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I've Been Gluten Free For One Year!

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Last May I had my celiac blood test panel and stopped eating gluten. Well, stopped intentionally eating gluten. I spent the summer getting sick and learning all about hidden gluten, until figuring out that CORN was just as big a problem.

Well, really, corn is a bigger problem. It is hidden in more places and without labels. For example, I just recently learned that corn is in iodized salt. Maybe this source is the cause of my always aching stomach. But it does seem like I am still finding other sources of discomfort. Like most recently, mushrooms. And skins of almonds.

For some reason I thought that after a year symptoms would have improved. Or at least all the intolerances (or allergies?) would have been uncovered. Sure my, um, lifestyle change has me eating healthier but sometimes I wish I didn't have to eat. It is just such a bother!

Sorry, I am in a downer right now. I tried eating some Zankou Chicken after hearing assurances that it was gluten, soy and corn free and now I feel nauseous. Blah.


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Happy First Birthday!

Sorry you aren't feeling great yet...but as you point out you have learned a lot...this knowledge will bring healing...unfortunately it can take months and years...doesn't seem stomp...yell..I have a time or ten and then get up tomorrow and try day (hopefully very soon) you will be amazed by the improvement.

Until then...hang in there :)


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AnnJay, happy anniversary. I hope you figure it all out soon, we do become food detectives, don't we?


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    • Hi Beachgrl, It won't hurt anything to go gluten-free now, except the possibility of getting a diagnosis of celiac disease.  When i went gluten-free, it seemed like the initial changes were spread over about 6 weeks.  I had gut spasms for that time.  And other changes, all for the better.  Initial recovery from celiac damage can take up to 18 months, so it can be a slow thing.  Some people get better much faster of course, because we are all individuals and not identical. Going gluten-free for celiac disease is a lifetime commitment though, and some people have a hard time doing that without a diagnosis.  Even minor amounts of gluten can cause us to react, so it is best to eat a very simple diet of whole foods at first.  Avoid dairy and processed foods.  I hope it works out for you.  I know some people with Crohns disease eat gluten-free and find it helps them.  Gluten is a tough thing to digest for all people, but most don't have an immune reaction to it like celiacs do.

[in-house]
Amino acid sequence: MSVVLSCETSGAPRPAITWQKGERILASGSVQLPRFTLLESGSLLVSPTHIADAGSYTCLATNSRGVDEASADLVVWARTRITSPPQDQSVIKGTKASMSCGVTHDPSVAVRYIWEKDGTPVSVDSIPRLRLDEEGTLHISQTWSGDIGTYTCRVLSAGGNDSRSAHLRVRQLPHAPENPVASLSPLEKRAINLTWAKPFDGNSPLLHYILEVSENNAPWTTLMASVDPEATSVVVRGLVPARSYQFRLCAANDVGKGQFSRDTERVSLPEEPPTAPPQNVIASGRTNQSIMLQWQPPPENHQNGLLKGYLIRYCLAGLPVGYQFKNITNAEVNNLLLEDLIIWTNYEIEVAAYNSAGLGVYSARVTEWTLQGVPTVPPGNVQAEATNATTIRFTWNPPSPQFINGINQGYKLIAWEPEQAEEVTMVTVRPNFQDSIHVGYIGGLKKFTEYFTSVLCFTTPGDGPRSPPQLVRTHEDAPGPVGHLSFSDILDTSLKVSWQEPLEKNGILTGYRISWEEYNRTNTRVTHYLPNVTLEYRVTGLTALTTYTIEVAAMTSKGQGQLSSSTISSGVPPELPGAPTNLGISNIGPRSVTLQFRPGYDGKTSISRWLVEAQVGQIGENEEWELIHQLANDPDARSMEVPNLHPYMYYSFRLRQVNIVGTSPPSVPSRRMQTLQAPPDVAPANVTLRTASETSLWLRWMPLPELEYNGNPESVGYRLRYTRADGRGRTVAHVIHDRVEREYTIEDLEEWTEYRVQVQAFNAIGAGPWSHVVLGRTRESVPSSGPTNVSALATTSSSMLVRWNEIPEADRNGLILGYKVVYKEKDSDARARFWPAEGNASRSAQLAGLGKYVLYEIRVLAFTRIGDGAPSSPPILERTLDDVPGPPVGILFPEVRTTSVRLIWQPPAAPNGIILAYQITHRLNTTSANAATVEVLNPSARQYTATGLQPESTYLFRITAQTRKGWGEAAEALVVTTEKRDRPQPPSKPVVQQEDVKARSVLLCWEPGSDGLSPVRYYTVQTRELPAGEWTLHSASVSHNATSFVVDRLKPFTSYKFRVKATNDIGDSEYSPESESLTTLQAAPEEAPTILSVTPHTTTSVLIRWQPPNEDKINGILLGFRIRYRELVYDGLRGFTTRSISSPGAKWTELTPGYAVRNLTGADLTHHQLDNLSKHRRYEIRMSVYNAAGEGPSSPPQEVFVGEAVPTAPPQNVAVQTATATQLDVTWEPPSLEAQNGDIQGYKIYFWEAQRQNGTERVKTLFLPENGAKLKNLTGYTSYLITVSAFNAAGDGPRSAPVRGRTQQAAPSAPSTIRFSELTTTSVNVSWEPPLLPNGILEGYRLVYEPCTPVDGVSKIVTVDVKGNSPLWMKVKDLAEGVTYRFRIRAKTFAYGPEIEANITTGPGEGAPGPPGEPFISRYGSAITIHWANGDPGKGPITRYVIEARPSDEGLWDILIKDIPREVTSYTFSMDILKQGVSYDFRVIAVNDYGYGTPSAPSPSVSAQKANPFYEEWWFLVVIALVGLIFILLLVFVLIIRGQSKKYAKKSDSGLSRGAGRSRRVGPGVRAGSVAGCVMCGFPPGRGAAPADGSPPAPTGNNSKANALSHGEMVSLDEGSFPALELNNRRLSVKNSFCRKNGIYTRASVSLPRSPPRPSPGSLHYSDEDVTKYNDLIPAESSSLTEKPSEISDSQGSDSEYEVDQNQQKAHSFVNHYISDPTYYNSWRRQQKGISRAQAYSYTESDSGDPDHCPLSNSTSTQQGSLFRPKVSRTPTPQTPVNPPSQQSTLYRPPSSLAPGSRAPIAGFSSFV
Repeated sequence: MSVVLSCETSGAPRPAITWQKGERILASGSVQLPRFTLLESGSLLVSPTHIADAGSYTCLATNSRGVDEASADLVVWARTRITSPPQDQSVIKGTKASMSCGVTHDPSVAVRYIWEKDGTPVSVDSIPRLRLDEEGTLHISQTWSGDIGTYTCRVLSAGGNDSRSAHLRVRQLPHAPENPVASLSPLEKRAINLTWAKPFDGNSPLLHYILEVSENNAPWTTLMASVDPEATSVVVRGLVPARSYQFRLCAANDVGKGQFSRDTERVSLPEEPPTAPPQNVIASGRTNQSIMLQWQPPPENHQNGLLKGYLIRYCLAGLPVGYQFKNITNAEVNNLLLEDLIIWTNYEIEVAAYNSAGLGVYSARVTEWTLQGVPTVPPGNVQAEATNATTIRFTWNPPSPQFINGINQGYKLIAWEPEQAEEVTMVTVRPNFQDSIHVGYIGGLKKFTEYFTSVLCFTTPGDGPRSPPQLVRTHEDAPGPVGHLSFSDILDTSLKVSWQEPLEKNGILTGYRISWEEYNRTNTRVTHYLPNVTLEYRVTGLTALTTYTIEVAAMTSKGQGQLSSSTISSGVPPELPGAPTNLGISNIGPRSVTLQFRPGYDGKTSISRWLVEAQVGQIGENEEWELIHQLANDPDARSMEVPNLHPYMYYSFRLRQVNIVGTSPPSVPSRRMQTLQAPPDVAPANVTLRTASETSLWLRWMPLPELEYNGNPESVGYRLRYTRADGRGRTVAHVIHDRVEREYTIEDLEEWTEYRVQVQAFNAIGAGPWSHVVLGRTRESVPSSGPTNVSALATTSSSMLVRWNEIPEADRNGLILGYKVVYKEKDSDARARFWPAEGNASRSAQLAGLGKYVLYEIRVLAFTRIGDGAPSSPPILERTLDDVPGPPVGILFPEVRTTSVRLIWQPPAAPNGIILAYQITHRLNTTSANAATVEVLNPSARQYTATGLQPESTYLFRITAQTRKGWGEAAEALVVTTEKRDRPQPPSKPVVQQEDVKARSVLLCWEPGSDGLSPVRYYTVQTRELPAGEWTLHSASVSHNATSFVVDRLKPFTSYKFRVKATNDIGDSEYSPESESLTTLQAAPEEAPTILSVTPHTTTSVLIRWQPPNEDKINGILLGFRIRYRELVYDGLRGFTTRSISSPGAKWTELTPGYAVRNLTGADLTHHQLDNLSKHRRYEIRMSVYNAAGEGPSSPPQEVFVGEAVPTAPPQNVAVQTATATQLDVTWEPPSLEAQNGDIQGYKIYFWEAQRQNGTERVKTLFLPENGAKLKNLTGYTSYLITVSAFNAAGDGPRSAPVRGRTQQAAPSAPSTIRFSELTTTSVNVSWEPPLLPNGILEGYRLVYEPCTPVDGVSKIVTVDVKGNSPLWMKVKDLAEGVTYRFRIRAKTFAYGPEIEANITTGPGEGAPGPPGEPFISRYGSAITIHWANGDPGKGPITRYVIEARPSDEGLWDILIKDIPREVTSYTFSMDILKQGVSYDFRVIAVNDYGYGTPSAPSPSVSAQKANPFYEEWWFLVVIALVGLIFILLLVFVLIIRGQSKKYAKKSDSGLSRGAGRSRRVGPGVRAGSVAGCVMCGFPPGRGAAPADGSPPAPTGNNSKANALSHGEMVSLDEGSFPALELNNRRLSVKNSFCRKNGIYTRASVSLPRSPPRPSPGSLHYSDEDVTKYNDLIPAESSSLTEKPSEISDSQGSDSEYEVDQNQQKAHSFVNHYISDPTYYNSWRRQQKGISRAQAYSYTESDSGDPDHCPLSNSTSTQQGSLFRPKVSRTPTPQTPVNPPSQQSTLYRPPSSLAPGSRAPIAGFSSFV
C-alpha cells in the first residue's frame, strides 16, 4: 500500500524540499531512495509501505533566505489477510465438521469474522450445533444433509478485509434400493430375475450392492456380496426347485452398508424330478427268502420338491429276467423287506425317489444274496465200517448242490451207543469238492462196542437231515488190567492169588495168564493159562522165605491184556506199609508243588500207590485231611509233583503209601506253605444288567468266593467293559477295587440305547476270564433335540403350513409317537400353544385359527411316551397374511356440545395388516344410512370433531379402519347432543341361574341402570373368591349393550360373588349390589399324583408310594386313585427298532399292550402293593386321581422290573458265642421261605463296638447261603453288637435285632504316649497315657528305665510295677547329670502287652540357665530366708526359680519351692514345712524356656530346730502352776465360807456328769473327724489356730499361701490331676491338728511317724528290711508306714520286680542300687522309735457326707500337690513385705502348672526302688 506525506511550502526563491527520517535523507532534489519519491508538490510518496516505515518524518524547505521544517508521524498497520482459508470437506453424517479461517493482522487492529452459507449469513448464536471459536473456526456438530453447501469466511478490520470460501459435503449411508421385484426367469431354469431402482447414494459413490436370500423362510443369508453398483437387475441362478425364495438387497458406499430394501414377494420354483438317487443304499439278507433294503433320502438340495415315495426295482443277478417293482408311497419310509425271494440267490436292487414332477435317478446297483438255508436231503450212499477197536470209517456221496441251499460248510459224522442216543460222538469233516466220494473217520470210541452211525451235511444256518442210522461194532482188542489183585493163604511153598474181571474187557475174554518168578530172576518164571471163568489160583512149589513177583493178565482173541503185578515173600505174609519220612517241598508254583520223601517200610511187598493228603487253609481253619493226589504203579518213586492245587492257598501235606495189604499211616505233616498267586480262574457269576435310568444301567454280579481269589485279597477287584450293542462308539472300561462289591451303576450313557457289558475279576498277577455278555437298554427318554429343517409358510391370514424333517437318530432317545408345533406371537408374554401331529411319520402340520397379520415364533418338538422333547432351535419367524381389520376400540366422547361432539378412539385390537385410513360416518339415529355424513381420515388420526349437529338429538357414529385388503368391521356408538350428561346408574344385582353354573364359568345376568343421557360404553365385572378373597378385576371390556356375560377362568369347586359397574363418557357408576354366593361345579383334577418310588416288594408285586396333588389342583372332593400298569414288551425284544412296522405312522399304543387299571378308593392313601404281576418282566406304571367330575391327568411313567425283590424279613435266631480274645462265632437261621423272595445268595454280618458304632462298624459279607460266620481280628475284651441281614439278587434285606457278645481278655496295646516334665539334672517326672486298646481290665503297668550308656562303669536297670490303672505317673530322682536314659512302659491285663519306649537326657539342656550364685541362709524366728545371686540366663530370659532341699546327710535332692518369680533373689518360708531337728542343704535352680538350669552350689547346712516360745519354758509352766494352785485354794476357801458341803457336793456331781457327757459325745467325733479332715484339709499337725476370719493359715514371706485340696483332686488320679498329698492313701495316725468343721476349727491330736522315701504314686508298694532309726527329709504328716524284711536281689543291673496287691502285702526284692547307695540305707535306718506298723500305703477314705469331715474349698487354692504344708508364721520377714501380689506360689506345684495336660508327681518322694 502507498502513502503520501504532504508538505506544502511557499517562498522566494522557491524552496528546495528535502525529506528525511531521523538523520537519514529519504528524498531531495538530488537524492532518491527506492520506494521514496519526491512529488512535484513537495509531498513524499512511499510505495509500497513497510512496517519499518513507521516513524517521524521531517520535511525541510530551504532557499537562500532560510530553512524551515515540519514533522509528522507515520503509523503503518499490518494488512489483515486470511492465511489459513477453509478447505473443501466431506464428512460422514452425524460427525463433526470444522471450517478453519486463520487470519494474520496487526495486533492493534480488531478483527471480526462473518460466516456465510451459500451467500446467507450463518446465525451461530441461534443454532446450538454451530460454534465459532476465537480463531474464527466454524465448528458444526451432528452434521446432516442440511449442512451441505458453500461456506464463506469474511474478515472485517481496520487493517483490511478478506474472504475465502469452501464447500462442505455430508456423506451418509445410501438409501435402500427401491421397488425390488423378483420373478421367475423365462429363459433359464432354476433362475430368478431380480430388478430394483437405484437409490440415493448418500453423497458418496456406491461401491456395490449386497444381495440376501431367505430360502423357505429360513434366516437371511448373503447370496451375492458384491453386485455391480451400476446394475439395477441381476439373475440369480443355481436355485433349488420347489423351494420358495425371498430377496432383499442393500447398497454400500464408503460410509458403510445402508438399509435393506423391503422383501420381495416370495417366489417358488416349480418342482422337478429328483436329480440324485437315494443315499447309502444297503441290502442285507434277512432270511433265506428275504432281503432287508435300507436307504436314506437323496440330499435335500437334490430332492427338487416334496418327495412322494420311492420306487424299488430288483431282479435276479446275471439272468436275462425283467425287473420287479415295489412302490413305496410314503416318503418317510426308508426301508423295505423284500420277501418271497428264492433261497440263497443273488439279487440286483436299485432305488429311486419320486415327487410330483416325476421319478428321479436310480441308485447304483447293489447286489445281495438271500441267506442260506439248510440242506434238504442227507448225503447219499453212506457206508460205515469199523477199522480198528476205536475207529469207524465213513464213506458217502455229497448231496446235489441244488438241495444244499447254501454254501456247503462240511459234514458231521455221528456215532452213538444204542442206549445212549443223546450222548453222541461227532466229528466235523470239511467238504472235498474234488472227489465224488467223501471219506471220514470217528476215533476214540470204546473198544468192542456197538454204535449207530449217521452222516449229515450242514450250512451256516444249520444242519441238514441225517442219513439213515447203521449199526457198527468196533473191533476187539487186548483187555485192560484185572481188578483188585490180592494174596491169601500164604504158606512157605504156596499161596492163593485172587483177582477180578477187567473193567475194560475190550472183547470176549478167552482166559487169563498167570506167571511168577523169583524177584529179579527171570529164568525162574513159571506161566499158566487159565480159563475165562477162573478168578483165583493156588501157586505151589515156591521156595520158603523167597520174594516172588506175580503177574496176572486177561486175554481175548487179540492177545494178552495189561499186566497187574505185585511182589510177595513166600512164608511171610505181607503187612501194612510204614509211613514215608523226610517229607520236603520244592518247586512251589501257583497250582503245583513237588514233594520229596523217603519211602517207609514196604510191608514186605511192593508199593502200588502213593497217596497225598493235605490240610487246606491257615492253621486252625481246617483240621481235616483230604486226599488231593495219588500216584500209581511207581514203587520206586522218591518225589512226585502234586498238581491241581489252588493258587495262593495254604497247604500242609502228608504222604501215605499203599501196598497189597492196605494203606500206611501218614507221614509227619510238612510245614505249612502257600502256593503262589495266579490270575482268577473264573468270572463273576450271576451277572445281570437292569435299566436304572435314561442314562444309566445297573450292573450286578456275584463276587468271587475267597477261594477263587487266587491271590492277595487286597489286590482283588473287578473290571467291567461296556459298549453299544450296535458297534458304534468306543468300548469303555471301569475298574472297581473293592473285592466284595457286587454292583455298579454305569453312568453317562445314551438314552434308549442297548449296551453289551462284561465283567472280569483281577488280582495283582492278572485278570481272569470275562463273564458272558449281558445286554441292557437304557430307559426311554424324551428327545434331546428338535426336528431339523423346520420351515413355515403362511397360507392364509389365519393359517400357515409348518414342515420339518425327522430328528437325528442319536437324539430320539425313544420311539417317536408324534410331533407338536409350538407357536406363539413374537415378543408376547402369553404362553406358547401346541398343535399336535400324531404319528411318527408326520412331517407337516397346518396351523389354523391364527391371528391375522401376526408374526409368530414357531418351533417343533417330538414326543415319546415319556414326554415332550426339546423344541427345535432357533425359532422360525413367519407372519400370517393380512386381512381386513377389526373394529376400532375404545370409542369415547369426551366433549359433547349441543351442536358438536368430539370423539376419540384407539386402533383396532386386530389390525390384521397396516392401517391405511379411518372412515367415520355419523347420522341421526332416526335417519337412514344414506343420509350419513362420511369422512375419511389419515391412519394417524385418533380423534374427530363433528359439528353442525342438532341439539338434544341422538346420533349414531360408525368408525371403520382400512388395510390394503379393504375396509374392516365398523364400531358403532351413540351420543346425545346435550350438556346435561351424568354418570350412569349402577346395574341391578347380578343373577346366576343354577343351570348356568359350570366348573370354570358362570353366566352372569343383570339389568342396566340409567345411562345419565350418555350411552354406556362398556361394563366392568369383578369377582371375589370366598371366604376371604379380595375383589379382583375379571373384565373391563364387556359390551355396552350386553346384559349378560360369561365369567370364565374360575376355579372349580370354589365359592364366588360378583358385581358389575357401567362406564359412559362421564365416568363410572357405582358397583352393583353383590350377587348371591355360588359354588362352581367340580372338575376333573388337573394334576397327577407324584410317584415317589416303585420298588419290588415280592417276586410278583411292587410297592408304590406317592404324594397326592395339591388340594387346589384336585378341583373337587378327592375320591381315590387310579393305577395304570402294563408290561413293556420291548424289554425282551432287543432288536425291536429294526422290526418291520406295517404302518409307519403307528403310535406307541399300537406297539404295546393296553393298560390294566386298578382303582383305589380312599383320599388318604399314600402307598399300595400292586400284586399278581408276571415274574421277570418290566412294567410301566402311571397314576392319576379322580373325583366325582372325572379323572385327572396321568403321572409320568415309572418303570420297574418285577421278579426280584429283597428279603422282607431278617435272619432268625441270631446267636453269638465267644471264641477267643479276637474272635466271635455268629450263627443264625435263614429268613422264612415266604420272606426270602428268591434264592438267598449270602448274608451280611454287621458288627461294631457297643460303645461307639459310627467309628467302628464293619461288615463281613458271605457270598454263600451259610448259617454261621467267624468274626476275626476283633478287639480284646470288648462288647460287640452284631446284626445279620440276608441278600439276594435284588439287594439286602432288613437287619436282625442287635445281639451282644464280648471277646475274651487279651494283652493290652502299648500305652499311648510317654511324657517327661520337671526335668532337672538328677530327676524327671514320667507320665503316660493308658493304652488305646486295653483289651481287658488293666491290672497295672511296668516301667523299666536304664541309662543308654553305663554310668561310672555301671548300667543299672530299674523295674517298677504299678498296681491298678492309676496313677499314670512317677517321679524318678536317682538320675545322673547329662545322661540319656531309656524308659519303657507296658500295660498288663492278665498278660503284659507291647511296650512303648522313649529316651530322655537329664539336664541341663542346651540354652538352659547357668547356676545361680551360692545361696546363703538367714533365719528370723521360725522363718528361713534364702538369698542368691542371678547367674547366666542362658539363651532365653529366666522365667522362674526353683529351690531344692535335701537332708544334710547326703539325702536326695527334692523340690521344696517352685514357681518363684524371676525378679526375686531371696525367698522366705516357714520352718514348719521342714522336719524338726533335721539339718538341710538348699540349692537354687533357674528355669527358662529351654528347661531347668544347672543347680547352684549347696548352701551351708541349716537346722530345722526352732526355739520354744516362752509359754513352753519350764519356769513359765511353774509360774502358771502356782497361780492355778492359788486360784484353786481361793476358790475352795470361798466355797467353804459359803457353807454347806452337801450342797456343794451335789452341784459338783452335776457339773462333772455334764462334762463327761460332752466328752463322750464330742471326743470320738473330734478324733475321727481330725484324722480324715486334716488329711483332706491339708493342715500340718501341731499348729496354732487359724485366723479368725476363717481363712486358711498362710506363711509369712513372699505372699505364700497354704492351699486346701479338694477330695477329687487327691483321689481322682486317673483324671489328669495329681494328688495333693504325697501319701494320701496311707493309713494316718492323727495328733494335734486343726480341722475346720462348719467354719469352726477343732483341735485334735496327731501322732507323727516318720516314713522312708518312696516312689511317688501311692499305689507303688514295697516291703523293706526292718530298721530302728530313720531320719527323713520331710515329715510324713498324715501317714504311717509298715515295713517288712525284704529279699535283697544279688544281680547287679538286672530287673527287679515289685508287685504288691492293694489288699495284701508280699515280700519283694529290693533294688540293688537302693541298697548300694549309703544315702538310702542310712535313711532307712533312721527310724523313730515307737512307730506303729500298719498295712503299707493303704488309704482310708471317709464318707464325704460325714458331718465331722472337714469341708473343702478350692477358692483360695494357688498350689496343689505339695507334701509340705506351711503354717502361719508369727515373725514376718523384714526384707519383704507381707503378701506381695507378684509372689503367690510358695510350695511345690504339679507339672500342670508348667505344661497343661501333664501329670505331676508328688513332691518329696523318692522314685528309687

• Honestly, I would not trust the school to provide a gluten-free meal except for fruit, salads, veggies, etc. I sub in a school cafeteria and I swear everything is breaded or on bread. Utensils are shared. They're very clean but unless you have a very knowledgeable person in there, I just wouldn't chance it. I found a slim Jim type snack that says gluten-free on it. If you want to give me your email or FB account, I can send you some very valuable info on 504's though. They carry the student right through college. I kept a copy of what a friend wrote about her daughter being in a sorority and just how the 504 helped immensely. But, I would definitely get one and still be prepared to pack a lunch. All our meals are delivered frozen and we just hear them up. If your school actually fixes food, that's different. 
    • Oh, I would suggest providing gluten-free goodies (e.g. Candy) or even a frozen cupcake (kept in the teacher's freezer) in the event of a party.  My daughter's classmate is severely allergic to peanuts.  Her mom did that and Abby was never left out!  😊
    • Hi Nobody, Welcome to the forum!  I noticed you said you have been avoiding wheat products.  That's good, but are you avoiding rye and barley also?  Wheat, rye, and barley are the 3 grains that cause reactions in celiac patients.  About 10% also react to oats. If you haven't had the full celiac antibodies test panel, it might be worthwhile getting that done now.  The ttg is just a basic test and is generally followed up by an endoscopy or the full celiac panel. I wouldn't worry a lot about getting cancer.  That doesn't happen often. It is possible some of the other grains you might be eating are contaminated.  A group did a test on several off the shelf products a few years ago that would not normally be thought of as having gluten and found some actually did have low levels of gluten.  Things like corn meal for example.    
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